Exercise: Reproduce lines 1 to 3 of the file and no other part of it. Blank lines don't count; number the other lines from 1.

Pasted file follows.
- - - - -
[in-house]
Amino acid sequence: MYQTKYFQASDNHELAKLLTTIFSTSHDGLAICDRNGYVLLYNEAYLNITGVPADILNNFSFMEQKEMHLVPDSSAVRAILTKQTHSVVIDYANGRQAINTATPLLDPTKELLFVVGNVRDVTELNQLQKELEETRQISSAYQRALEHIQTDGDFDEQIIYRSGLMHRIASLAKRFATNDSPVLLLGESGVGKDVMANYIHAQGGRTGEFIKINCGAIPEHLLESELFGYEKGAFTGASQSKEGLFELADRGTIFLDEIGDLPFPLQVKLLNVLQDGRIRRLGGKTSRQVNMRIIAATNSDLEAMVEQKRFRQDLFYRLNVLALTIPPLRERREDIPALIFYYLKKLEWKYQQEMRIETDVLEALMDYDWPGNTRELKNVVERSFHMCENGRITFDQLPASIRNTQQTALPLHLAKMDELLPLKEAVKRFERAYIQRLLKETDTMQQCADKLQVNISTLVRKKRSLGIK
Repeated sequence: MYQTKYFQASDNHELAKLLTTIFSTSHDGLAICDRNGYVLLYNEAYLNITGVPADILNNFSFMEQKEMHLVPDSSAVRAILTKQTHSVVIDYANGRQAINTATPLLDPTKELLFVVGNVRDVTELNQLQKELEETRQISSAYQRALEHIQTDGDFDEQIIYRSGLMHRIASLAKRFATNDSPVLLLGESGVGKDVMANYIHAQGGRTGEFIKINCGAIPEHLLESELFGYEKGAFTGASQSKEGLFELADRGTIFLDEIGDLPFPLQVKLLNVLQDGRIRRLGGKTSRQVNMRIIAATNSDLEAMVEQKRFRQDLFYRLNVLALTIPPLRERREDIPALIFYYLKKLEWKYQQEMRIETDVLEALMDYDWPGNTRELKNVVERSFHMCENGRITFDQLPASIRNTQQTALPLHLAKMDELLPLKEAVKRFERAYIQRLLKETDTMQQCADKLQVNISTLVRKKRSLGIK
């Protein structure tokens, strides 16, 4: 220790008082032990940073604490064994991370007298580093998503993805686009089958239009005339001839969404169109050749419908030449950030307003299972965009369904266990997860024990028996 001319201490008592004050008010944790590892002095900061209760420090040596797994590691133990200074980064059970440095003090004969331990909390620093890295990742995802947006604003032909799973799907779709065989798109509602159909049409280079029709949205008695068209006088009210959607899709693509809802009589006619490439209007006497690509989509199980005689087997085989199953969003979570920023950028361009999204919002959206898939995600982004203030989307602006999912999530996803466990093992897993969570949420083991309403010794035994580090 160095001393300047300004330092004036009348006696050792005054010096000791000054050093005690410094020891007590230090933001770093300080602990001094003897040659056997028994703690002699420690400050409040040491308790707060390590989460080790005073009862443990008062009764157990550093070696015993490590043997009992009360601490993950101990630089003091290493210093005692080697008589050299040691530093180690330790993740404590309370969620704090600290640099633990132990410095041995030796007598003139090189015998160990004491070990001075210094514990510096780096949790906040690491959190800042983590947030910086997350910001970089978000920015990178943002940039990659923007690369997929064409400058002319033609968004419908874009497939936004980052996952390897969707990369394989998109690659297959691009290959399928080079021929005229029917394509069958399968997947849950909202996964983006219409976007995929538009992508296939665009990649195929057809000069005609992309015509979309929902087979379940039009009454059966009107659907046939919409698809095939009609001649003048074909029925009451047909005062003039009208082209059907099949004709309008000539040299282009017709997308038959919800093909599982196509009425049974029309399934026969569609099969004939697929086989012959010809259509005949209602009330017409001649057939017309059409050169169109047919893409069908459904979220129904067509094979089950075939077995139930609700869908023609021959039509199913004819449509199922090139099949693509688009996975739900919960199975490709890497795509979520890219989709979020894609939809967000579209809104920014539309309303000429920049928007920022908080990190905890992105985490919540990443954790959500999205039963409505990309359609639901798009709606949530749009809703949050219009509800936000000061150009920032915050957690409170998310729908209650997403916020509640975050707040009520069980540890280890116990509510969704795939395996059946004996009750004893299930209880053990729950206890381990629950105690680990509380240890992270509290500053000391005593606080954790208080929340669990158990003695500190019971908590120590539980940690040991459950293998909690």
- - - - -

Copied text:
[in-house]
Amino acid sequence: MYQTKYFQASDNHELAKLLTTIFSTSHDGLAICDRNGYVLLYNEAYLNITGVPADILNNFSFMEQKEMHLVPDSSAVRAILTKQTHSVVIDYANGRQAINTATPLLDPTKELLFVVGNVRDVTELNQLQKELEETRQISSAYQRALEHIQTDGDFDEQIIYRSGLMHRIASLAKRFATNDSPVLLLGESGVGKDVMANYIHAQGGRTGEFIKINCGAIPEHLLESELFGYEKGAFTGASQSKEGLFELADRGTIFLDEIGDLPFPLQVKLLNVLQDGRIRRLGGKTSRQVNMRIIAATNSDLEAMVEQKRFRQDLFYRLNVLALTIPPLRERREDIPALIFYYLKKLEWKYQQEMRIETDVLEALMDYDWPGNTRELKNVVERSFHMCENGRITFDQLPASIRNTQQTALPLHLAKMDELLPLKEAVKRFERAYIQRLLKETDTMQQCADKLQVNISTLVRKKRSLGIK
Repeated sequence: MYQTKYFQASDNHELAKLLTTIFSTSHDGLAICDRNGYVLLYNEAYLNITGVPADILNNFSFMEQKEMHLVPDSSAVRAILTKQTHSVVIDYANGRQAINTATPLLDPTKELLFVVGNVRDVTELNQLQKELEETRQISSAYQRALEHIQTDGDFDEQIIYRSGLMHRIASLAKRFATNDSPVLLLGESGVGKDVMANYIHAQGGRTGEFIKINCGAIPEHLLESELFGYEKGAFTGASQSKEGLFELADRGTIFLDEIGDLPFPLQVKLLNVLQDGRIRRLGGKTSRQVNMRIIAATNSDLEAMVEQKRFRQDLFYRLNVLALTIPPLRERREDIPALIFYYLKKLEWKYQQEMRIETDVLEALMDYDWPGNTRELKNVVERSFHMCENGRITFDQLPASIRNTQQTALPLHLAKMDELLPLKEAVKRFERAYIQRLLKETDTMQQCADKLQVNISTLVRKKRSLGIK